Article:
“I’m in the torture chamber.”
That’s how Robert Nelson Jacobs, up for an Academy Award for his adapted screenplay for “Chocolat,” described — during a panel discussion Tuesday night at the Writers Guild of America Theater in Beverly Hills — the process of hammering out a screenplay.
Half a dozen screenwriters up for Oscars and WGA Awards did not sugarcoat their advice on surviving the rigors of scripting as they addressed an audience of about 500.
“I can be stuck for months on what kind of mood a person has when they’re walking into a room,” said Kenneth Lonergan, writer-director of “You Can Count on Me.”
“I like to think about the story for half a year,” said Susannah Grant, who wrote “Erin Brockovich.” “I try not to talk about it too much, to build up enough juice to tell the story.”
“I do tell the story all the time,” responded David Franzoni, one of the writers of “Gladiator” with John Logan and William Nicholson. “And I spent as much time as possible with the historical sources.”
“Don’t ever make it (the script) worse,” said Steve Pink, who wrote “High Fidelity” with D.V. DeVicentis, John Cusack and Scott Rosenberg, speaking on how to react to script notes from studio execs.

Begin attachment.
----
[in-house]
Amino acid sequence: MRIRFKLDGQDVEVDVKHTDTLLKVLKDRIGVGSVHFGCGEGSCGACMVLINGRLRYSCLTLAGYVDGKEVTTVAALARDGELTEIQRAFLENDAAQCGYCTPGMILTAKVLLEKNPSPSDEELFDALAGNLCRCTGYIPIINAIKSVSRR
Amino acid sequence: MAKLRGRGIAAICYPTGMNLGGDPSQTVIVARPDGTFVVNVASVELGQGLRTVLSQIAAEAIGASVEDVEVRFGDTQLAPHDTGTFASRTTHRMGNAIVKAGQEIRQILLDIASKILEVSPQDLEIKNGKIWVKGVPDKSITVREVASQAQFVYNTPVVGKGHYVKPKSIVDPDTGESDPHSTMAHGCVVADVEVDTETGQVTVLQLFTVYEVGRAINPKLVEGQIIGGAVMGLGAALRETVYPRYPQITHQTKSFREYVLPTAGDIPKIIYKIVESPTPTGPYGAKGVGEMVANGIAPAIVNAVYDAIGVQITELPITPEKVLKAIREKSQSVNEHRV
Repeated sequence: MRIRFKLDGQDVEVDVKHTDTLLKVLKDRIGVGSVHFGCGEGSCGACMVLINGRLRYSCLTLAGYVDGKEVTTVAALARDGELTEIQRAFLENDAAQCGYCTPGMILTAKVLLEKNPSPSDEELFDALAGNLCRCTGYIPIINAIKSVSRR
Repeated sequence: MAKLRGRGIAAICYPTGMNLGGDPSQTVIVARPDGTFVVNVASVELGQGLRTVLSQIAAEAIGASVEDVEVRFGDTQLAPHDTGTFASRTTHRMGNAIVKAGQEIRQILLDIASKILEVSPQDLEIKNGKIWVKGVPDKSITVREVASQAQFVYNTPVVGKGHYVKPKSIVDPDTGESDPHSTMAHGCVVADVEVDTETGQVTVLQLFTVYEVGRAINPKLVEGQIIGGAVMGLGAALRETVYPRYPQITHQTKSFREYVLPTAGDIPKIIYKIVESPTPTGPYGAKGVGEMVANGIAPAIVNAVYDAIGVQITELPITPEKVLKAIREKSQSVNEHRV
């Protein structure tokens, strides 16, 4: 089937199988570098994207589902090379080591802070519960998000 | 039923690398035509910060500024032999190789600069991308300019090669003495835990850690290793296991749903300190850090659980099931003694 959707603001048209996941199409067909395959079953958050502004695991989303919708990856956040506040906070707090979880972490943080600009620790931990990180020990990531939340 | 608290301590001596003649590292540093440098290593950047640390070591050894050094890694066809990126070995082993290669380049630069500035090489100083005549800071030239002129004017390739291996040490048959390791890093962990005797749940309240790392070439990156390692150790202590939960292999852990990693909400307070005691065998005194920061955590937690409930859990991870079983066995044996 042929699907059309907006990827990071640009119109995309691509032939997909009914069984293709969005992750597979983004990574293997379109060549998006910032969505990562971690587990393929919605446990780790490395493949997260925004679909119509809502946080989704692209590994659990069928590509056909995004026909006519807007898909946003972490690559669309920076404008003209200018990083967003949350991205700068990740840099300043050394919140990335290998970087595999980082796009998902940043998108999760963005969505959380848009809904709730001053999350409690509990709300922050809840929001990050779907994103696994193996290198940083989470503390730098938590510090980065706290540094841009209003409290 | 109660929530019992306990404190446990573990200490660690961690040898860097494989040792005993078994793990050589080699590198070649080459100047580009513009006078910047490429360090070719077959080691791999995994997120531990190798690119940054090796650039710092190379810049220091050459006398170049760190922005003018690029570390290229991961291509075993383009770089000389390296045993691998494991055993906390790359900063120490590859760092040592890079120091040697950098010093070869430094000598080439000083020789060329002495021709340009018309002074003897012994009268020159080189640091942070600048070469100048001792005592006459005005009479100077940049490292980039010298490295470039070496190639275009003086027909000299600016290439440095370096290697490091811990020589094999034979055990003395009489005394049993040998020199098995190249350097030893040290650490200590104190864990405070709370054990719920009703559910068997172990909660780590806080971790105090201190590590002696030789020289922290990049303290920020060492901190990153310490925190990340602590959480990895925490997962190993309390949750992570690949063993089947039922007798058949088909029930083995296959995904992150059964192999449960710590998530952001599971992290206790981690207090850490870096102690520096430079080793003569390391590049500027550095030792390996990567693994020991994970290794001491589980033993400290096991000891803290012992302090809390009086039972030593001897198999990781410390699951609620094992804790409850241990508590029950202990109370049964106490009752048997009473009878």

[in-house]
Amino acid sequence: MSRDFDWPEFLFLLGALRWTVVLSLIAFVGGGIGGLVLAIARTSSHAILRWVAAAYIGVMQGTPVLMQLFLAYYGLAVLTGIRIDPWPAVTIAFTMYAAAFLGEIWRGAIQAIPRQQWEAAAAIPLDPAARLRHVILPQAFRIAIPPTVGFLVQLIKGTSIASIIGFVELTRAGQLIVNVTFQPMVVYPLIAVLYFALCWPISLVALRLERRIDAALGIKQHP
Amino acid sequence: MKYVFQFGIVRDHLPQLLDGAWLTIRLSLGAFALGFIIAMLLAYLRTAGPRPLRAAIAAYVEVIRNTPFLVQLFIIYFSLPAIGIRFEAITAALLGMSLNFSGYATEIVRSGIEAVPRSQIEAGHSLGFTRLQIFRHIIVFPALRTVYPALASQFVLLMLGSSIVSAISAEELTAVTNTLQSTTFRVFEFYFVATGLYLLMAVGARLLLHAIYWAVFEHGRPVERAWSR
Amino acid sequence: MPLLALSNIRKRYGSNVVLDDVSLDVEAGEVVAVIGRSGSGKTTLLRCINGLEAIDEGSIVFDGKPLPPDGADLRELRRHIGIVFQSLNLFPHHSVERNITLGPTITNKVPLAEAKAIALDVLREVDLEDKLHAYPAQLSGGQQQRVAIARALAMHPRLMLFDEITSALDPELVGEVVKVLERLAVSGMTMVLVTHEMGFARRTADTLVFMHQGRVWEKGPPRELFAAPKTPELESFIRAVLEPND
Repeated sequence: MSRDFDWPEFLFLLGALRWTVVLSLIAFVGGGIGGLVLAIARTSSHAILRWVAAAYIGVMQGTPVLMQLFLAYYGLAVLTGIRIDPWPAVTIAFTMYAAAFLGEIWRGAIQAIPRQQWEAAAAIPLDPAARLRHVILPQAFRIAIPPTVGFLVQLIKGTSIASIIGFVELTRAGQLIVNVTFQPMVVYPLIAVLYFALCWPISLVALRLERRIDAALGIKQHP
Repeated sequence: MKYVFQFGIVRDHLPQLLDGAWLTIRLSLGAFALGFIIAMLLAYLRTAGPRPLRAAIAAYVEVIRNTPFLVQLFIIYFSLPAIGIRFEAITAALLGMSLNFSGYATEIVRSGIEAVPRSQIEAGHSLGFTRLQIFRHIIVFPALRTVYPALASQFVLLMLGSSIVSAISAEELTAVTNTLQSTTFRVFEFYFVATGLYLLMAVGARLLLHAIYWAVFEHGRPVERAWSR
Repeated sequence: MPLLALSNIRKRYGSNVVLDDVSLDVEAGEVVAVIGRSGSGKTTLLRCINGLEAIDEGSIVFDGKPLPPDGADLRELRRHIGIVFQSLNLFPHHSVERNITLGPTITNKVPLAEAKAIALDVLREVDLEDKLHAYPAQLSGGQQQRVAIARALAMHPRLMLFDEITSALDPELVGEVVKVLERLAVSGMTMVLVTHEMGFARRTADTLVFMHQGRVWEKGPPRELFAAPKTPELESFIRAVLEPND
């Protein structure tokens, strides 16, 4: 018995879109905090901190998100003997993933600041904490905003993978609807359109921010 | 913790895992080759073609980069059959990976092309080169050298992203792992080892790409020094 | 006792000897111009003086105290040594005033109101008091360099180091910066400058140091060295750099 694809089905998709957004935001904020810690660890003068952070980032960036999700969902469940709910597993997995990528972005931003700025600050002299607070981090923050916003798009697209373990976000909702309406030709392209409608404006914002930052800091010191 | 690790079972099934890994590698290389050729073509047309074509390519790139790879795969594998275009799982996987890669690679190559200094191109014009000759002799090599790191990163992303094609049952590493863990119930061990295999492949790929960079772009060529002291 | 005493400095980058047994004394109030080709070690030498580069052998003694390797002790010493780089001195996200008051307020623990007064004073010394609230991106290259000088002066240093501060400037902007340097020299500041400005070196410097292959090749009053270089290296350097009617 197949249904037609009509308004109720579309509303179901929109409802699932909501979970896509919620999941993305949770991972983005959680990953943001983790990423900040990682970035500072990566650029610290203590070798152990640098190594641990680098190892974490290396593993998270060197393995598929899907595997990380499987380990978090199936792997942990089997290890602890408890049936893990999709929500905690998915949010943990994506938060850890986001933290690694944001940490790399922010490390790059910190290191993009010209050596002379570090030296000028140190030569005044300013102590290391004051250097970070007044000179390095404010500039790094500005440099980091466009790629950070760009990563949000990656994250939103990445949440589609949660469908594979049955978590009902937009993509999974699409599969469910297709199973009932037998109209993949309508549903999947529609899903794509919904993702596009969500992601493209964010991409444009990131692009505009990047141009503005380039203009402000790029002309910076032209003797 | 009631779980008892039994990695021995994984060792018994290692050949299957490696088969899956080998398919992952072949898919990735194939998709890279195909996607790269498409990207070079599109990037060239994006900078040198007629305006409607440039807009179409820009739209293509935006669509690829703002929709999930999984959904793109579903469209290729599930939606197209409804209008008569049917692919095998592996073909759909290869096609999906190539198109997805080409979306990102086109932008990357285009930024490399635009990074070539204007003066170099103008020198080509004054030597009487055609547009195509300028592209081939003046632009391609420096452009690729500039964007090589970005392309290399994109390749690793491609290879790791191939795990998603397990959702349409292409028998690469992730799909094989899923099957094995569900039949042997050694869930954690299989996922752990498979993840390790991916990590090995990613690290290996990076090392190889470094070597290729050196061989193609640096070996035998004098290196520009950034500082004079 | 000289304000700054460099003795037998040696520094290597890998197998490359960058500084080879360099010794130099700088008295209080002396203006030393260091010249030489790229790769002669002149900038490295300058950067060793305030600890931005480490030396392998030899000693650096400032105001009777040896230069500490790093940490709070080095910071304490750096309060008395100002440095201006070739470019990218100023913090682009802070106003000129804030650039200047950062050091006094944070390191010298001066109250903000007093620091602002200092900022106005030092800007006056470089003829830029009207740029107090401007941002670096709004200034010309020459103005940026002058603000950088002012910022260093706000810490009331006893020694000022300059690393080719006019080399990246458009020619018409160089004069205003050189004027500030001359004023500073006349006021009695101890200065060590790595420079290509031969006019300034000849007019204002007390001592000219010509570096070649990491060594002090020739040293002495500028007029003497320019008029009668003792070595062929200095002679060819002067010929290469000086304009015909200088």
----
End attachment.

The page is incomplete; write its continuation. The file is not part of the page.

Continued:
Lonergan drew the biggest applause of the event with his response to the same question: “They are always trying to move an original idea to the nearest available cliche and your job is to take the cliche to the nearest original idea.”
The scribes tabbed research screenings as among the worst parts of the process. Lonergan called it “confusing and miserable,” while DeVicentis said, “It devolves to the point where guys are drawing cartoons on the response forms.”
The writers also cautioned that there’s no set formula for coming up with script concepts. “If I’m trying to force an idea, it will either not come or be abysmal,” Grant said.
Franzoni said the basic idea for “Gladiator” originated several decades ago while he was motorcycling around Europe. “I kept seeing coliseums while I was bumming around.”
The event, sponsored by WGA and Daily Variety, was moderated by Ron Bass (“My Best Friend’s Wedding”).